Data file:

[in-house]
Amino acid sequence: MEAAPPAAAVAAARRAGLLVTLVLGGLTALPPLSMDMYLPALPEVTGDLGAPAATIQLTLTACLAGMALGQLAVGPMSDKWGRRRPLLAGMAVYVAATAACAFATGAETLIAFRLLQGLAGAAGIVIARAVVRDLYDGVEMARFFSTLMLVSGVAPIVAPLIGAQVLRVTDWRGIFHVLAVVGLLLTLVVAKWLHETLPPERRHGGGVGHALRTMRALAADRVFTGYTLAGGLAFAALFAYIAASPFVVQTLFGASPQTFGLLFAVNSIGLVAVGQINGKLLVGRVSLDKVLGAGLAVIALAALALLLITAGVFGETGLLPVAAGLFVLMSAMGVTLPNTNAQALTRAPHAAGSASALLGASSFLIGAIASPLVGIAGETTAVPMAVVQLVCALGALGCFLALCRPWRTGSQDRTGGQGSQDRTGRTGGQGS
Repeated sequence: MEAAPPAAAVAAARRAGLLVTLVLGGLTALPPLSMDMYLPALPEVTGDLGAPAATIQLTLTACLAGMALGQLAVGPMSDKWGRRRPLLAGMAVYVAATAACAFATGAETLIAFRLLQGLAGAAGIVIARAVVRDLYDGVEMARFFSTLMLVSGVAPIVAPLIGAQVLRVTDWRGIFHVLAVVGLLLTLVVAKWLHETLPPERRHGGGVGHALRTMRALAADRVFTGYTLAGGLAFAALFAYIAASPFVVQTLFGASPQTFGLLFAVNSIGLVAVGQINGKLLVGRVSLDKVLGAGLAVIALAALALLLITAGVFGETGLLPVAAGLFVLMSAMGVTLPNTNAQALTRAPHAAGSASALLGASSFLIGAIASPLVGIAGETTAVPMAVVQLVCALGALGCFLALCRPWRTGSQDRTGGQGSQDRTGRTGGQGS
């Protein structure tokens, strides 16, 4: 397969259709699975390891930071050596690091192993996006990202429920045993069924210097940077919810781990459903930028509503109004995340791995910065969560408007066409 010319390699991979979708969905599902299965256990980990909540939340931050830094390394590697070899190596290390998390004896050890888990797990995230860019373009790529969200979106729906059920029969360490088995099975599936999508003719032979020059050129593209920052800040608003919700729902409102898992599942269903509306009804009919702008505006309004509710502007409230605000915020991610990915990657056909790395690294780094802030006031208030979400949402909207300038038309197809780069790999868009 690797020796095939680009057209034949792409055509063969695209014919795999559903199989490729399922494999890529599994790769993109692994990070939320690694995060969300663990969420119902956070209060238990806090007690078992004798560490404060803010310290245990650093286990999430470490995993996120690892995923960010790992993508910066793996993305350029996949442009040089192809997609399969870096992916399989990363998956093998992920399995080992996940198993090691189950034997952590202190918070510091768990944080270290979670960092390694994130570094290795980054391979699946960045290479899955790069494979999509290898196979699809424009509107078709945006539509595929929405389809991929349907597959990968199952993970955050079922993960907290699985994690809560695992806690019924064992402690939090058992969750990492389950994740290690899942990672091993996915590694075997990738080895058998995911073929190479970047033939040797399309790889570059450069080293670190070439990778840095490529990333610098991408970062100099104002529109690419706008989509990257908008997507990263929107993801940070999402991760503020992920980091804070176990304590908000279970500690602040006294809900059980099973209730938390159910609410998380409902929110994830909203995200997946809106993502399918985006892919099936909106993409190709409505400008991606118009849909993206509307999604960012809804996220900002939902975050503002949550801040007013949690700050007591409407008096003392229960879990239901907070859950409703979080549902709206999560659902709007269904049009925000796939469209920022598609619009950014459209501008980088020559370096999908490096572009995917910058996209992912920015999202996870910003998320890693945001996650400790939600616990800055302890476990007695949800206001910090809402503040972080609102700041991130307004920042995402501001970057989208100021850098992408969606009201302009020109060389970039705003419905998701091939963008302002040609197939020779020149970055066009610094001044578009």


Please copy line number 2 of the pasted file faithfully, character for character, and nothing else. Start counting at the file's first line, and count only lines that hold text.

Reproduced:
Amino acid sequence: MEAAPPAAAVAAARRAGLLVTLVLGGLTALPPLSMDMYLPALPEVTGDLGAPAATIQLTLTACLAGMALGQLAVGPMSDKWGRRRPLLAGMAVYVAATAACAFATGAETLIAFRLLQGLAGAAGIVIARAVVRDLYDGVEMARFFSTLMLVSGVAPIVAPLIGAQVLRVTDWRGIFHVLAVVGLLLTLVVAKWLHETLPPERRHGGGVGHALRTMRALAADRVFTGYTLAGGLAFAALFAYIAASPFVVQTLFGASPQTFGLLFAVNSIGLVAVGQINGKLLVGRVSLDKVLGAGLAVIALAALALLLITAGVFGETGLLPVAAGLFVLMSAMGVTLPNTNAQALTRAPHAAGSASALLGASSFLIGAIASPLVGIAGETTAVPMAVVQLVCALGALGCFLALCRPWRTGSQDRTGGQGSQDRTGRTGGQGS